Loophole of Retreat: A Conference Part 2 of 3
From a peephole in her grandmother’s garret that rests on her master’s property, a young woman watches while remaining concealed. Inspired by the autobiography of writer, abolitionist, and escaped slave girl Harriet Jacobs (1813-97), “Loophole of Retreat” locates a space of creation within places of capture. This self-reflexive production of freedom within incarceration – a hidden reality carved from within the center of power – served as our metaphor for this convening. An international constellation of writers, artists, poets, filmmakers, academics, and activists came together for a daylong gathering dedicated to the intellectual life of black women. Invited by artist Simone Leigh, feminist scholar Tina Campt, and cultural historian Saidiya Hartman, participants responded through papers, readings, and performance.
Organized on the occasion of “The Hugo Boss Prize 2018: Simone Leigh, Loophole of Retreat”. The Hugo Boss Prize and the exhibition are made possible by HUGO BOSS.
Order of appearance:
Dionne Brand 2:46
Zakiyyah Iman Jackson 14:10
Christina Sharpe 29:41
Vanessa Agard-Jones 40:38
Vanessa Agard-Jones is Assistant Professor of Anthropology at Columbia University, where she also serves on the Executive Council of the Institute for Research on Women, Gender, and Sexuality and is affiliated with the Institute for Research in African-American Studies. She is the former Managing Editor of the journals “Small Axe: A Caribbean Journal of Criticism” and “Souls: A Critical Journal of Black Politics, Culture and Society”, and is currently a member of the Social Text Collective.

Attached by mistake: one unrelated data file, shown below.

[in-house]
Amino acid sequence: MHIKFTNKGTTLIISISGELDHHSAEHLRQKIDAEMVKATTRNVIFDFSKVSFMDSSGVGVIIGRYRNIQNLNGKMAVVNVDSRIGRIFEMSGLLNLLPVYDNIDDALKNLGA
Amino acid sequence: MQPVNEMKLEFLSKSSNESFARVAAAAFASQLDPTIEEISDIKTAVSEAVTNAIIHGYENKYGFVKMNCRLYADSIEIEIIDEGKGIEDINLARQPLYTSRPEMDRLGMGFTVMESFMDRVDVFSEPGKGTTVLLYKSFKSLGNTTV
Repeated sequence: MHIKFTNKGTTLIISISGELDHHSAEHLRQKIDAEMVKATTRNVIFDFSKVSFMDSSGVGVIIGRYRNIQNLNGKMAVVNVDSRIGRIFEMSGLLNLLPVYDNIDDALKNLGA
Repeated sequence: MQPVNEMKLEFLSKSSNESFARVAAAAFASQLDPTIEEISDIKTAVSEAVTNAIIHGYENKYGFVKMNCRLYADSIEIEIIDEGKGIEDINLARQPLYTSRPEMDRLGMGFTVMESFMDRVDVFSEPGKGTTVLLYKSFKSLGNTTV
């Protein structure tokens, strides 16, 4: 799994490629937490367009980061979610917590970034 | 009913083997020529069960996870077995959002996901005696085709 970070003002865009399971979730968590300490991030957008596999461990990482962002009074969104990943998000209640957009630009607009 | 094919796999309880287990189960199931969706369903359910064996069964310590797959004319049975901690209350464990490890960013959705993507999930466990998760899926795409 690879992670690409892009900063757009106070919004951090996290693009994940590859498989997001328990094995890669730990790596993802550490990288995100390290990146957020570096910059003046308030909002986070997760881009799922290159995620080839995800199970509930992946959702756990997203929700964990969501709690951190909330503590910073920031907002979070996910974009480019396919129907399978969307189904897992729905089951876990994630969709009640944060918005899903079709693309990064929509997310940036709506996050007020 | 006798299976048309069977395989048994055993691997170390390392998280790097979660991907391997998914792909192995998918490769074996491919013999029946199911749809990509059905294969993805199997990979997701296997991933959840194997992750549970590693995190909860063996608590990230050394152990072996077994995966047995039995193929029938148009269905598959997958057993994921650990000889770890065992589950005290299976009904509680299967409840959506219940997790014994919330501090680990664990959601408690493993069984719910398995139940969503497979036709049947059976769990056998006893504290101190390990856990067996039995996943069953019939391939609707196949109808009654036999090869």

Dionne Brand is a renowned and critically acclaimed poet, novelist, and essayist. Her most recent books are “The Blue Clerk: Ars Poetica in 59 Versos” and “Theory”, a novel. Her award-winning writing is notable for the beauty of its language, and for its intense political engagement. She was Poet Laureate of the City of Toronto, 2009–12, and received the Order of Canada in 2017. Brand is Professor in the School of English and Theatre Studies at the University of Guelph.
Zakiyyah Iman Jackson is Assistant Professor of English at the University of Southern California. Working at the intersection of African diasporic literature and visual culture, philosophical metaphysics, science studies, and aesthetics, her research explores historical and emergent linkages between the humanities and the sciences on the question of being. Professor Jackson’s book, titled “Being and Blackness: Matter and Meaning After Man”, is forthcoming from NYU Press.
Christina Sharpe is Professor at York University, Toronto in the Department of Humanities and a Distinguished Visiting Professor at Ryerson University. She is the author of two books, “In the Wake: On Blackness and Being” (2016) and “Monstrous Intimacies: Making Post-Slavery Subjects” (2010), both published by Duke University Press. She is currently working on a monograph: “Black. Still. Life.”